Reconciliation for Russian Orthodox Church

Reports have emerged that an historical split between the Russian Orthodox Patriarchate and a breakaway church-in-exile that dates back to the 1917 Bolshevik Revolution will be formally ended in May next year.

A document is set to be signed by Patriarch Alexy II of Russia and the New York-based leader of the Russian Orthodox Church Outside Russia, Metropolitan Laurus, which will give formal recognition to the reunification.

Following this, a joint service will be held in Moscow on 17th May to mark the historical turn of events.

Metropolitan Kirill, the Russian Orthodox Church's head of external relations said, "There are questions that need to be settled, but these are formal details that will not influence the reunification act."

Earlier this year, members of the exiled church in California voted in favour to urge bishops to rejoin the church HQ.

Under proposals, each church will maintain control over their own bishops, however, priests will be given powers to participate and hold Mass in both churches.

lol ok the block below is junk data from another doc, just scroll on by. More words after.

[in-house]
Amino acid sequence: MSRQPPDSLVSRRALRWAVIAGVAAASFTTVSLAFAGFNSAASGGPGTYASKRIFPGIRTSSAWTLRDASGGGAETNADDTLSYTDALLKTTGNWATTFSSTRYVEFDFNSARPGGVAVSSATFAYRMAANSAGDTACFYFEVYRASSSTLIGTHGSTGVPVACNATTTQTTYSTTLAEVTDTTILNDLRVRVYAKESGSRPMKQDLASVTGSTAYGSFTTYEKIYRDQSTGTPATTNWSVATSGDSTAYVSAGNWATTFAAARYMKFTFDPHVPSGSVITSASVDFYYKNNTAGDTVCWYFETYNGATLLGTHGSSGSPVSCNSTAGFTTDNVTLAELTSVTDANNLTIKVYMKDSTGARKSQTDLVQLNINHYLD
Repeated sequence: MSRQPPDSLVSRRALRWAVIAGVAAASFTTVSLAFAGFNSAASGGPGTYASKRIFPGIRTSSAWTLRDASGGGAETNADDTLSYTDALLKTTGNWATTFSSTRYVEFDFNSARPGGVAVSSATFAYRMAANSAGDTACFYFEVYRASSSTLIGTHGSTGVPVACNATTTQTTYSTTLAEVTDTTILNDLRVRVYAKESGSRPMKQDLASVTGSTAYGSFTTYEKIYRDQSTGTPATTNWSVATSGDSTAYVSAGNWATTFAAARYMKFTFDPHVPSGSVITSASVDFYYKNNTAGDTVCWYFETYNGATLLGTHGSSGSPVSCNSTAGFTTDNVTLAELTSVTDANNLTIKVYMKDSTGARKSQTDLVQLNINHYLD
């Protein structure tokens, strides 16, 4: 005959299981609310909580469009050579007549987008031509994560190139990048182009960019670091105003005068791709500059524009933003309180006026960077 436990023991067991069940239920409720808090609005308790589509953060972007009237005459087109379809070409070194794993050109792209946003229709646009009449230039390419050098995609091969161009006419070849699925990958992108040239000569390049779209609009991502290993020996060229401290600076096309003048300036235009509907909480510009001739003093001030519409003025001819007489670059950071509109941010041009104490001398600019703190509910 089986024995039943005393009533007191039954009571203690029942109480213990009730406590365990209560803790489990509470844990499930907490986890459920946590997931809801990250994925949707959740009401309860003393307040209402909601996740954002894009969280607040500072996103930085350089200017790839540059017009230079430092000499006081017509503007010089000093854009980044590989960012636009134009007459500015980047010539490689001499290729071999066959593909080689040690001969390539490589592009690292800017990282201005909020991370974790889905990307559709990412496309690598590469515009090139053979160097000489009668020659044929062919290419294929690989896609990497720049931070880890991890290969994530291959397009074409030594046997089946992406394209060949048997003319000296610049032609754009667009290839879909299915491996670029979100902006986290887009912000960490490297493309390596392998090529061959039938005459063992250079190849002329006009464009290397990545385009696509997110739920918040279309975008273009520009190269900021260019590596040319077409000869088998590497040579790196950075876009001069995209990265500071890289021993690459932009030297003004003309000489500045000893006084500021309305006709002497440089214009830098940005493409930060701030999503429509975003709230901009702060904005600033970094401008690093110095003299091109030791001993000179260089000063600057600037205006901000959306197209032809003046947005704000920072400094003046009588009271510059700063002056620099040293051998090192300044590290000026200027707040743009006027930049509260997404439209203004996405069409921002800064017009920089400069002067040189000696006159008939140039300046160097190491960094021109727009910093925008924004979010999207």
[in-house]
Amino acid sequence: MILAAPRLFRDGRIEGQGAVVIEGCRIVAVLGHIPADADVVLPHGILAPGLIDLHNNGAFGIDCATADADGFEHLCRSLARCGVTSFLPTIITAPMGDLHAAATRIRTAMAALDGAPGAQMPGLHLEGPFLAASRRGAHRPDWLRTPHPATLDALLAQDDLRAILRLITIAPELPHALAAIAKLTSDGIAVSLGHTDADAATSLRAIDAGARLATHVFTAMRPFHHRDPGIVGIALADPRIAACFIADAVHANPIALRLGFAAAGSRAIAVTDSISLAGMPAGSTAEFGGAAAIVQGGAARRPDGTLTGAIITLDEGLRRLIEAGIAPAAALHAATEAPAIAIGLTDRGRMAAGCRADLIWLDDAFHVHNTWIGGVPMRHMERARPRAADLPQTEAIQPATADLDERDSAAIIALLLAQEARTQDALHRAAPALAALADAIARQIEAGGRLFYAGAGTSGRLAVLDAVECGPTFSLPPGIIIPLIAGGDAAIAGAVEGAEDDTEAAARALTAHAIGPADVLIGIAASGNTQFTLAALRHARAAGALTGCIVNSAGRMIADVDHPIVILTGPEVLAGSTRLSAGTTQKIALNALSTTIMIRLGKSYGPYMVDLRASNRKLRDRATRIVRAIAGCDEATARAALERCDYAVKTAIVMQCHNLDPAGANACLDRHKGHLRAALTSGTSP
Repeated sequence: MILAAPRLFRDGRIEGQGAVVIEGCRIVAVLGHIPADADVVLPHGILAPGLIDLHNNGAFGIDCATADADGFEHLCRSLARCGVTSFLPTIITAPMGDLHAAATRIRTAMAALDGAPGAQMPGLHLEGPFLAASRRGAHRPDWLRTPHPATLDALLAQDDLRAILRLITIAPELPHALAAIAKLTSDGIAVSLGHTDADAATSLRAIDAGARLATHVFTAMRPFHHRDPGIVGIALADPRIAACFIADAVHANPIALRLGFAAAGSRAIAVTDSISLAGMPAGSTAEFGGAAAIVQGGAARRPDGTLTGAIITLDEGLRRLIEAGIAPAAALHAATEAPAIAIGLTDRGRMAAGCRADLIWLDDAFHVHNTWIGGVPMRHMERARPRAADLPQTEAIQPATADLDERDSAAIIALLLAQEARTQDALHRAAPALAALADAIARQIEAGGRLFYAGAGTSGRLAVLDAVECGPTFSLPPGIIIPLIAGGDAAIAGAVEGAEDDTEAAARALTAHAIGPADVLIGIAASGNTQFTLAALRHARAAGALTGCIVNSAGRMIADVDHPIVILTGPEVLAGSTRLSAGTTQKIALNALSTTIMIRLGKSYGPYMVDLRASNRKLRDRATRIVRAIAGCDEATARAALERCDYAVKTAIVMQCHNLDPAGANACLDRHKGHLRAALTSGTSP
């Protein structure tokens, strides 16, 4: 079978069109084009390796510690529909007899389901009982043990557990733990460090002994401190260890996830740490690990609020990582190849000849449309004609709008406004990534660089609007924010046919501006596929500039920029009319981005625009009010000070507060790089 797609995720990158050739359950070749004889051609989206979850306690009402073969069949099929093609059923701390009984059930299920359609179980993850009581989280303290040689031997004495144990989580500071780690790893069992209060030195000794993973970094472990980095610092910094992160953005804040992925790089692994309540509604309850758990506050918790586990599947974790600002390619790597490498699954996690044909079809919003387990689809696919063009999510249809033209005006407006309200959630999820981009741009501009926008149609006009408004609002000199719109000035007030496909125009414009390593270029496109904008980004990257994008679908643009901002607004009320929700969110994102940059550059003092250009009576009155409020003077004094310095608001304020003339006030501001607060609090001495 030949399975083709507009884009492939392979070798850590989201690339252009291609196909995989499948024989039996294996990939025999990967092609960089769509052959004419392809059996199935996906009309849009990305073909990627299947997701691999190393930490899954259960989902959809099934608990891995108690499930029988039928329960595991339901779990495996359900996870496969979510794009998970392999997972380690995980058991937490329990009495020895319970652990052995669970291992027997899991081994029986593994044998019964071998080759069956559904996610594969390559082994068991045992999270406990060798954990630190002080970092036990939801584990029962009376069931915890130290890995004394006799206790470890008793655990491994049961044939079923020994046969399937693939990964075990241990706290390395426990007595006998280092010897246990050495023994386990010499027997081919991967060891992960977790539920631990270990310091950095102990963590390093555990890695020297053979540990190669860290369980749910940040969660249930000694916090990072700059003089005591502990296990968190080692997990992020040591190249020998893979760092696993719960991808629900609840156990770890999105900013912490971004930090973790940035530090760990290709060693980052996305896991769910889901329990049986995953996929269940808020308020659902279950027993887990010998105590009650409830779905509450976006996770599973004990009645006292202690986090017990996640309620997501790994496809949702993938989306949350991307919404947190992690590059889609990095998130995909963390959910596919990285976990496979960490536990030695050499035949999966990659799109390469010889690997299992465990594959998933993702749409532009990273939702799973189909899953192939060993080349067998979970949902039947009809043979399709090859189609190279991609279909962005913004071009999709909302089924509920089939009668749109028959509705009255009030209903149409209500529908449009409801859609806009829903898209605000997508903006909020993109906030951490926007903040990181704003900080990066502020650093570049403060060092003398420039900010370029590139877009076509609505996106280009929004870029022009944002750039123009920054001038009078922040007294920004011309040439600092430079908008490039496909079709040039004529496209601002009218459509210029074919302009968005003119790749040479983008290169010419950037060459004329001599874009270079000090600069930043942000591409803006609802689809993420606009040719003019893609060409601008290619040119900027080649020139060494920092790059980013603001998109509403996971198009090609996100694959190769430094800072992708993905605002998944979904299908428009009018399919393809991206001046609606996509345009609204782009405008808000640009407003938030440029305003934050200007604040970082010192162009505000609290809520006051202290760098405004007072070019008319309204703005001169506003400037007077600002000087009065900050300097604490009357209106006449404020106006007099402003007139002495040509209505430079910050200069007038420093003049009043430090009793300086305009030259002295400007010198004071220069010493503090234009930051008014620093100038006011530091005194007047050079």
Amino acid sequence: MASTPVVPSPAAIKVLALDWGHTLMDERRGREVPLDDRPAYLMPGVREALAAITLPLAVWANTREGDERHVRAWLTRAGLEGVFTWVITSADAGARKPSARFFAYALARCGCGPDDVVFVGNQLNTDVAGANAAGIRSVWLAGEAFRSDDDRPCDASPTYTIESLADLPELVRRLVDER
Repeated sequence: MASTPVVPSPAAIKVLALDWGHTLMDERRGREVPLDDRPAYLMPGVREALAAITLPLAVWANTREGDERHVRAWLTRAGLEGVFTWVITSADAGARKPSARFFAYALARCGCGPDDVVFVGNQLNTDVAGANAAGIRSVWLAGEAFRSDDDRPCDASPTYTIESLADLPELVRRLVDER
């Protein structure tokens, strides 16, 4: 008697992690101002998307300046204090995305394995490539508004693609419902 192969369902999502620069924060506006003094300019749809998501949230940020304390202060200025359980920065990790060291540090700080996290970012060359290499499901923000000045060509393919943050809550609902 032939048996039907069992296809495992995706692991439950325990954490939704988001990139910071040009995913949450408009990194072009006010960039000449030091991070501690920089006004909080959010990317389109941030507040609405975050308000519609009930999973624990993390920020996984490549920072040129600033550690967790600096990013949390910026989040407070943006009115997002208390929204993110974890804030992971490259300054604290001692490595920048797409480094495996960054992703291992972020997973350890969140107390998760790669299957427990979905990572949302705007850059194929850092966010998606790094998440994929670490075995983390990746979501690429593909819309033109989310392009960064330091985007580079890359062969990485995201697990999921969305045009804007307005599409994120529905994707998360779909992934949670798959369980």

In addition, cooperation has been agreed in vital areas such as religious education, youth programs, as well as missionary activities.

The Bolshevik Revolution is seen as the critical point in the split between the two churches in 1924, and three years following that the émigré church split from the Patriarchate and cut all ties. The reason for this was that Patriarch Sergiy declared the church's loyalty to the Soviet Union's communist government.

The Russian Orthodox Church at the time stated that Sergiy's move was aimed at saving the church. However, it disavowed the declaration this year.

Following the collapse of the Soviet Union in 1991, talks began to reconcile the two churches. This lead to working groups being formed in 2003 following a visit to Russia by the three émigré archbishops, as well as a 2004 visit by Laurus.

Laurus however emphasised that it was not a "merger" and firmly stated that his branch will maintain administrative control over its 400-plus parishes worldwide, as well as its 480,000 American members.